General Data Protection Regulation (GDPR)
Secure processing of personal data is a matter of course
Secure processing of personal data is nothing new for users of Xact by Rambøll. The EU's General Data Protection Regulation, or GDPR, came into force on 25 May 2018. Its implementation means that the data security of EU citizens' personal data is finally being taken seriously. At Xact by Rambøll, however, the security of our respondents' personal data has always been at the forefront of our development of the market's best do-it-yourself questionnaire system.
Ever since Xact was developed as an internal analytic tool for the consulting company Rambøll Management Consulting, we have drawn inspiration from the industry's most secure IT setup. Xact is now the market's most flexible and user-friendly questionnaire system – with Rambøll Management Consulting's collective expertise to back it up.
And with hundreds of customers in both the public and private sectors, we are proud to be the standard setters for how legislation applicable to the processing of personal data should be complied with in our industry.
It's about transparency, the principle of necessity and security
The GDPR sets stringent and much tightened requirements for everyone who processes personal data. The rules are many, but they basically come down to this:
- You must tell your respondents exactly what you want to use the data you collect about them for, and you may only collect, store, and process data that are necessary to achieve the stated purpose.
- Your respondents have the right at all times to view their collected personal data, to rectify these data, and in most cases to have them erased.
- You must make sure that only those employees at your business who are absolutely necessary have access to your respondents' personal data – and that the data cannot be accessed by unauthorized persons.
- You may only retain and process the data collected as long as is necessary for the stated purpose.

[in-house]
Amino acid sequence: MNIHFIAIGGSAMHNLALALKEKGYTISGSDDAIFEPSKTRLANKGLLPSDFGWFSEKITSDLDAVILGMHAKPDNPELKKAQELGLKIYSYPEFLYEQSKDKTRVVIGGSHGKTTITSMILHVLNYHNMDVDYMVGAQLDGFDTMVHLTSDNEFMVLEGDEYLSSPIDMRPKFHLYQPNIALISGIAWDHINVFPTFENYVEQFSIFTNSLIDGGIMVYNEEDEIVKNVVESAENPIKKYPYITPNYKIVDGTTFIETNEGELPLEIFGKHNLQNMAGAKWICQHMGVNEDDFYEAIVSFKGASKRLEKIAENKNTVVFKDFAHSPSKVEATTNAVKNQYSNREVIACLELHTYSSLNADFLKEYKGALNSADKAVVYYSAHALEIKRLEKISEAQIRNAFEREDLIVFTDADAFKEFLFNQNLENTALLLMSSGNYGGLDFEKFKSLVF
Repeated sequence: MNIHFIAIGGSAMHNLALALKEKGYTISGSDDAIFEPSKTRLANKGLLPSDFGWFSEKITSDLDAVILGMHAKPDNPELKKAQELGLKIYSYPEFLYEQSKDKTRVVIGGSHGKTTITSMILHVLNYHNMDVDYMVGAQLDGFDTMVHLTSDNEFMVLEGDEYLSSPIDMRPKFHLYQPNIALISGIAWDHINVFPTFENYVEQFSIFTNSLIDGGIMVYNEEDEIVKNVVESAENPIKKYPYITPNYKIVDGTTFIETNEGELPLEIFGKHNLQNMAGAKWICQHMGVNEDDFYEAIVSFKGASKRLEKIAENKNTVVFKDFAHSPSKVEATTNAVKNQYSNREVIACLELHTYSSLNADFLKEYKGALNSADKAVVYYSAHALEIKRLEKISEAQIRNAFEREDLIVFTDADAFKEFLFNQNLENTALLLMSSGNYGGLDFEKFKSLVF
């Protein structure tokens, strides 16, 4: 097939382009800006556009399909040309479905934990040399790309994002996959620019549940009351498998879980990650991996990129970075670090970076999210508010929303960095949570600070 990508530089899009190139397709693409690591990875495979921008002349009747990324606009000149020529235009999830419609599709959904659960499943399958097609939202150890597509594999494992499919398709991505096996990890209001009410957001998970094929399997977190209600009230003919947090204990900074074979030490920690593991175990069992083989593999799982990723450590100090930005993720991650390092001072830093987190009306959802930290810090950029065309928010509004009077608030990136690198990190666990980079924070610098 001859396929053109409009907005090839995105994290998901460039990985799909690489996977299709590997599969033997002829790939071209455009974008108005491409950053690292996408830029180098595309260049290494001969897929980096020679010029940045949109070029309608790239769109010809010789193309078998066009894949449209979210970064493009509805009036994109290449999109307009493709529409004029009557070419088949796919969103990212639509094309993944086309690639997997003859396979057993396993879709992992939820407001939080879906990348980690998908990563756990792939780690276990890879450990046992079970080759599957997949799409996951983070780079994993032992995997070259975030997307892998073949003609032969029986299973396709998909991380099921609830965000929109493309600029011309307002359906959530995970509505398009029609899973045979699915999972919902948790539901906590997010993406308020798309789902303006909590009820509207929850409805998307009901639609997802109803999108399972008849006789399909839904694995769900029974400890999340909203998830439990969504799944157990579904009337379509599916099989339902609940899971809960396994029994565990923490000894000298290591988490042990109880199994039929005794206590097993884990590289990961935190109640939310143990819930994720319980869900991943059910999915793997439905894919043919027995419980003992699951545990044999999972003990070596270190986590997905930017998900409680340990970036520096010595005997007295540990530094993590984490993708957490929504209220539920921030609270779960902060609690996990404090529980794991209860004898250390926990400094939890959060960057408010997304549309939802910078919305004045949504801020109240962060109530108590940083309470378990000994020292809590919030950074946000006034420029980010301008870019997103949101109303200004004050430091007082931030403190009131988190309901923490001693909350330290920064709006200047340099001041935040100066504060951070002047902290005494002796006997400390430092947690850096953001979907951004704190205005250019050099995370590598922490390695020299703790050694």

What is GDPR?
The purpose of the EU's General Data Protection Regulation is to protect the personal data of EU citizens, to give the individual citizen better control over personal data and to harmonize data protection rules across the EU. The rules apply to everyone who processes data about EU citizens – in other words, this also includes organizations outside the EU that process data about persons inside the EU.
The regulation tightens the transparency and security requirements for the data subject, while at the same time imposing strict sanctions on organizations that fail to comply with the rules. The EU can now impose fines of up to 4% of a company's worldwide turnover.
GDPR for questionnaire surveys
Questionnaire surveys contain personal data by their nature – it is people we are surveying after all. And in many cases it is necessary to collect sensitive personal data – for example for patient satisfaction surveys. That is why we have focused on making it easy and safe for you to accommodate your respondents' right to secure data processing without compromising your response rates.
The data subject's rights
It must always be easy for your respondents to modify or revoke their consent and to have their data erased from your survey.
The new respondent search feature in Xact makes it easy for you to isolate the individual respondent's responses and to modify or delete only these data from your survey.
Only those who are absolutely necessary may have access to your respondents' data. Access control in Xact makes it easy to assign certain employees the rights they need at the following levels:
Questionnaire rights (does not include
Distribution rights (includes personal data)
Analysis rights (includes personal data)
Reporting rights (may include personal data)
Documentation of security
You must be able to document your compliance with the GDPR – including your business partners' compliance as well. Since 2017, a data processing agreement has been included with new Xact licenses. Along with the annual audit opinion from PwC, this is your guarantee that we will take your security seriously.
Full anonymity is often a prerequisite for your respondents wishing to participate in your survey in the first place – especially when it comes to sensitive information. Xact lets you easily choose whether a response is to be anonymous. You can make the survey anonymous from the beginning if you do not need any personally identifiable data at all. You can also do the following if you no longer need the personally identifiable information, but would like to retain data about responses, for example so that you can monitor a trend over time.
Choose your data processor carefully
When you collect data for your questionnaire survey, you are the data controller, and Xact is the data processor. A data processor operates according to the data controller's instructions. In other words, you yourself must be able to vouch for the data that you enter into the system. And as the data controller, you are responsible for ensuring that information is obtained legally, and that you only use it for the purpose you notified at the time of collection. If the law is violated somewhere along the line, you are the one responsible. This also means that you must have 100 percent control over your data processor.